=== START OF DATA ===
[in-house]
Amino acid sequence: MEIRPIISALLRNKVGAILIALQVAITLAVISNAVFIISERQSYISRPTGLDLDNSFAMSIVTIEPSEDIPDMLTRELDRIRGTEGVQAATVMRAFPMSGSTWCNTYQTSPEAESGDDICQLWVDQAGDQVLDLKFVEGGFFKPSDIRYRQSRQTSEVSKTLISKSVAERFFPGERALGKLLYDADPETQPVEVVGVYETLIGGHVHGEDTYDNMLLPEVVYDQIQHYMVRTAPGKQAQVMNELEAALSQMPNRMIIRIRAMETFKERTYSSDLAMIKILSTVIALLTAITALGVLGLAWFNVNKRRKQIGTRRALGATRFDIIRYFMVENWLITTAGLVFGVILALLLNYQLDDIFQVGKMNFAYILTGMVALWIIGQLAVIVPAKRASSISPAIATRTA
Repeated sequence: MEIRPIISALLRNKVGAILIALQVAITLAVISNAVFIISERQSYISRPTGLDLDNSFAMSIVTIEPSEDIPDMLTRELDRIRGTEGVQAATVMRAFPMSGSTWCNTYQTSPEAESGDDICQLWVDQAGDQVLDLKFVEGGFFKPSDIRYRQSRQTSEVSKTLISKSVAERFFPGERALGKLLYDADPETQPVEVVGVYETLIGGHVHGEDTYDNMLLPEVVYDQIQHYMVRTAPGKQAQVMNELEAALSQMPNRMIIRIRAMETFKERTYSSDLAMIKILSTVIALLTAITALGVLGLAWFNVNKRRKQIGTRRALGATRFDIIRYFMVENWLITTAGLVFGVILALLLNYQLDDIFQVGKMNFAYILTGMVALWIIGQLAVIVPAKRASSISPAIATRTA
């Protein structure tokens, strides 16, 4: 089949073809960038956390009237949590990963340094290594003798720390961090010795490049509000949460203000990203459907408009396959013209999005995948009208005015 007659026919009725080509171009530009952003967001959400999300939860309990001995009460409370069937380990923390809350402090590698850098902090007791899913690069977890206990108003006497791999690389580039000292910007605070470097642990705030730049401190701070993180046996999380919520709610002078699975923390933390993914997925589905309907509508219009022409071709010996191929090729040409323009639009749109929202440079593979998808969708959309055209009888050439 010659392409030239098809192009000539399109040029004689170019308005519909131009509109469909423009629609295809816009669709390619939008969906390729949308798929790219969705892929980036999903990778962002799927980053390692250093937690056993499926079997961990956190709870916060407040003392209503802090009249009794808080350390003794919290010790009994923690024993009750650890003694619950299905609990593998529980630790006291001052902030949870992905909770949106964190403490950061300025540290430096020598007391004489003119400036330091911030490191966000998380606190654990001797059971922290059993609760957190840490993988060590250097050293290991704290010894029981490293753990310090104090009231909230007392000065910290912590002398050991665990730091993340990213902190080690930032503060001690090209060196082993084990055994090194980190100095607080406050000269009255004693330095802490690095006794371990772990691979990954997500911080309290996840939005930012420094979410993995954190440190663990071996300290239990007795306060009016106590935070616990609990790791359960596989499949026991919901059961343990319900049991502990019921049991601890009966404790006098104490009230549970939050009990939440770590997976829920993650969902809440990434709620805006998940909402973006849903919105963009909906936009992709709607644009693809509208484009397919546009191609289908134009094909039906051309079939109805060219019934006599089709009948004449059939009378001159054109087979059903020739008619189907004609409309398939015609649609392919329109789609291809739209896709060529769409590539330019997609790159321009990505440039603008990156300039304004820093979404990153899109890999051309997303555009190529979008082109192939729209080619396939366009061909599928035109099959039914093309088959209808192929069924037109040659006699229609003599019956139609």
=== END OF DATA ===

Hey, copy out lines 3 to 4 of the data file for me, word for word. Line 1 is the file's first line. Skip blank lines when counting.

Repeated sequence: MEIRPIISALLRNKVGAILIALQVAITLAVISNAVFIISERQSYISRPTGLDLDNSFAMSIVTIEPSEDIPDMLTRELDRIRGTEGVQAATVMRAFPMSGSTWCNTYQTSPEAESGDDICQLWVDQAGDQVLDLKFVEGGFFKPSDIRYRQSRQTSEVSKTLISKSVAERFFPGERALGKLLYDADPETQPVEVVGVYETLIGGHVHGEDTYDNMLLPEVVYDQIQHYMVRTAPGKQAQVMNELEAALSQMPNRMIIRIRAMETFKERTYSSDLAMIKILSTVIALLTAITALGVLGLAWFNVNKRRKQIGTRRALGATRFDIIRYFMVENWLITTAGLVFGVILALLLNYQLDDIFQVGKMNFAYILTGMVALWIIGQLAVIVPAKRASSISPAIATRTA
């Protein structure tokens, strides 16, 4: 089949073809960038956390009237949590990963340094290594003798720390961090010795490049509000949460203000990203459907408009396959013209999005995948009208005015 007659026919009725080509171009530009952003967001959400999300939860309990001995009460409370069937380990923390809350402090590698850098902090007791899913690069977890206990108003006497791999690389580039000292910007605070470097642990705030730049401190701070993180046996999380919520709610002078699975923390933390993914997925589905309907509508219009022409071709010996191929090729040409323009639009749109929202440079593979998808969708959309055209009888050439 010659392409030239098809192009000539399109040029004689170019308005519909131009509109469909423009629609295809816009669709390619939008969906390729949308798929790219969705892929980036999903990778962002799927980053390692250093937690056993499926079997961990956190709870916060407040003392209503802090009249009794808080350390003794919290010790009994923690024993009750650890003694619950299905609990593998529980630790006291001052902030949870992905909770949106964190403490950061300025540290430096020598007391004489003119400036330091911030490191966000998380606190654990001797059971922290059993609760957190840490993988060590250097050293290991704290010894029981490293753990310090104090009231909230007392000065910290912590002398050991665990730091993340990213902190080690930032503060001690090209060196082993084990055994090194980190100095607080406050000269009255004693330095802490690095006794371990772990691979990954997500911080309290996840939005930012420094979410993995954190440190663990071996300290239990007795306060009016106590935070616990609990790791359960596989499949026991919901059961343990319900049991502990019921049991601890009966404790006098104490009230549970939050009990939440770590997976829920993650969902809440990434709620805006998940909402973006849903919105963009909906936009992709709607644009693809509208484009397919546009191609289908134009094909039906051309079939109805060219019934006599089709009948004449059939009378001159054109087979059903020739008619189907004609409309398939015609649609392919329109789609291809739209896709060529769409590539330019997609790159321009990505440039603008990156300039304004820093979404990153899109890999051309997303555009190529979008082109192939729209080619396939366009061909599928035109099959039914093309088959209808192929069924037109040659006699229609003599019956139609």